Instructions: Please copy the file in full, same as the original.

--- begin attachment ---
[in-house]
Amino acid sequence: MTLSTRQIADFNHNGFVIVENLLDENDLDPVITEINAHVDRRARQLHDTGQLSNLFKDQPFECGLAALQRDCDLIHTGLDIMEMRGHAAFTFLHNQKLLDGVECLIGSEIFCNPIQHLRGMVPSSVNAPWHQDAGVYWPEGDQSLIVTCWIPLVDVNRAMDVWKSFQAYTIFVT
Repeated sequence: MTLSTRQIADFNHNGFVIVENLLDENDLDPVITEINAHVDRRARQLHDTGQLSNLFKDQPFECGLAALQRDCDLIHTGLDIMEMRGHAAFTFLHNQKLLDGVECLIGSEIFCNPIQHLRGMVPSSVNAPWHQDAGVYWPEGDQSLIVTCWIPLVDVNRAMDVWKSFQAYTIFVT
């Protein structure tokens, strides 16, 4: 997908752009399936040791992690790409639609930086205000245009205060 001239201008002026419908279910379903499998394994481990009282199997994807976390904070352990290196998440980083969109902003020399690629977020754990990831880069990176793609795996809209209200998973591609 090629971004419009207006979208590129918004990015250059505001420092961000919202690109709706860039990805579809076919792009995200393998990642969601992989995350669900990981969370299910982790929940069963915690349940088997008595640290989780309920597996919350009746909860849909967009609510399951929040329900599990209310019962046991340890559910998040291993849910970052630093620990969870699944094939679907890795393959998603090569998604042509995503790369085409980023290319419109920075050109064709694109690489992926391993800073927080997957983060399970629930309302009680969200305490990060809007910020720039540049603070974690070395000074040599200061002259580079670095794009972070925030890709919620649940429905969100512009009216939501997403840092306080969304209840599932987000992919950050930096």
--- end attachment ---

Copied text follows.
[in-house]
Amino acid sequence: MTLSTRQIADFNHNGFVIVENLLDENDLDPVITEINAHVDRRARQLHDTGQLSNLFKDQPFECGLAALQRDCDLIHTGLDIMEMRGHAAFTFLHNQKLLDGVECLIGSEIFCNPIQHLRGMVPSSVNAPWHQDAGVYWPEGDQSLIVTCWIPLVDVNRAMDVWKSFQAYTIFVT
Repeated sequence: MTLSTRQIADFNHNGFVIVENLLDENDLDPVITEINAHVDRRARQLHDTGQLSNLFKDQPFECGLAALQRDCDLIHTGLDIMEMRGHAAFTFLHNQKLLDGVECLIGSEIFCNPIQHLRGMVPSSVNAPWHQDAGVYWPEGDQSLIVTCWIPLVDVNRAMDVWKSFQAYTIFVT
């Protein structure tokens, strides 16, 4: 997908752009399936040791992690790409639609930086205000245009205060 001239201008002026419908279910379903499998394994481990009282199997994807976390904070352990290196998440980083969109902003020399690629977020754990990831880069990176793609795996809209209200998973591609 090629971004419009207006979208590129918004990015250059505001420092961000919202690109709706860039990805579809076919792009995200393998990642969601992989995350669900990981969370299910982790929940069963915690349940088997008595640290989780309920597996919350009746909860849909967009609510399951929040329900599990209310019962046991340890559910998040291993849910970052630093620990969870699944094939679907890795393959998603090569998604042509995503790369085409980023290319419109920075050109064709694109690489992926391993800073927080997957983060399970629930309302009680969200305490990060809007910020720039540049603070974690070395000074040599200061002259580079670095794009972070925030890709919620649940429905969100512009009216939501997403840092306080969304209840599932987000992919950050930096």